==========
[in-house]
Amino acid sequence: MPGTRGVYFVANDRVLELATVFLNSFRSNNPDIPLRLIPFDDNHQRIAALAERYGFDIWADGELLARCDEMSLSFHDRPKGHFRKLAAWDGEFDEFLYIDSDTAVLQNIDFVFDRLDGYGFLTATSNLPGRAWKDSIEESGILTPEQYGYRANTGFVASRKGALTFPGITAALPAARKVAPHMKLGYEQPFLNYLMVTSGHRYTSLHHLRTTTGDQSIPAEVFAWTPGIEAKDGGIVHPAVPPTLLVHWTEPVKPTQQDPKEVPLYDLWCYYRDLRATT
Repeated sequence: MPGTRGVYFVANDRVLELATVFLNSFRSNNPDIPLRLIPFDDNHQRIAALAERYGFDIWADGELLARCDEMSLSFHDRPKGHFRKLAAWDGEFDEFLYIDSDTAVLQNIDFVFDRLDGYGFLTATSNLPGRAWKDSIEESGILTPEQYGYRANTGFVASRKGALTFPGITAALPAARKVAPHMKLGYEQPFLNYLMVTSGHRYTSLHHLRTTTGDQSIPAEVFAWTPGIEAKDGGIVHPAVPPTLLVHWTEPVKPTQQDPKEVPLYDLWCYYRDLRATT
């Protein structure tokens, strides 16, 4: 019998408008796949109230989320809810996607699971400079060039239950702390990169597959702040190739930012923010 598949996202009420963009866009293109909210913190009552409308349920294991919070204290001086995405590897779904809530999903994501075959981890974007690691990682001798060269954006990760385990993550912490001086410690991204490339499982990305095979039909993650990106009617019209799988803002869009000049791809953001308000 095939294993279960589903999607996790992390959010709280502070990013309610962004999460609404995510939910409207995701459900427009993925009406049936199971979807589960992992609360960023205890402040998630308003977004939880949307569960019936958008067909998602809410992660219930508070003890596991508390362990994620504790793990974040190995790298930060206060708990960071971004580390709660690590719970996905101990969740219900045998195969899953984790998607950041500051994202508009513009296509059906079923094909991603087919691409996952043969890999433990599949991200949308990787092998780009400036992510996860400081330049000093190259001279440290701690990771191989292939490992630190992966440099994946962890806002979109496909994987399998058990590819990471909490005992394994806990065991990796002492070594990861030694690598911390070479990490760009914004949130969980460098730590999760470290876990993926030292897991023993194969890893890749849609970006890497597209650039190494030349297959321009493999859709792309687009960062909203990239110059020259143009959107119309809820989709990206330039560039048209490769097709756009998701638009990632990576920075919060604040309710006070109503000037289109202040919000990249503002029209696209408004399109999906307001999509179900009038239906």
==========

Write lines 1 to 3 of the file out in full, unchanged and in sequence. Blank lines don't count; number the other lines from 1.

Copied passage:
[in-house]
Amino acid sequence: MPGTRGVYFVANDRVLELATVFLNSFRSNNPDIPLRLIPFDDNHQRIAALAERYGFDIWADGELLARCDEMSLSFHDRPKGHFRKLAAWDGEFDEFLYIDSDTAVLQNIDFVFDRLDGYGFLTATSNLPGRAWKDSIEESGILTPEQYGYRANTGFVASRKGALTFPGITAALPAARKVAPHMKLGYEQPFLNYLMVTSGHRYTSLHHLRTTTGDQSIPAEVFAWTPGIEAKDGGIVHPAVPPTLLVHWTEPVKPTQQDPKEVPLYDLWCYYRDLRATT
Repeated sequence: MPGTRGVYFVANDRVLELATVFLNSFRSNNPDIPLRLIPFDDNHQRIAALAERYGFDIWADGELLARCDEMSLSFHDRPKGHFRKLAAWDGEFDEFLYIDSDTAVLQNIDFVFDRLDGYGFLTATSNLPGRAWKDSIEESGILTPEQYGYRANTGFVASRKGALTFPGITAALPAARKVAPHMKLGYEQPFLNYLMVTSGHRYTSLHHLRTTTGDQSIPAEVFAWTPGIEAKDGGIVHPAVPPTLLVHWTEPVKPTQQDPKEVPLYDLWCYYRDLRATT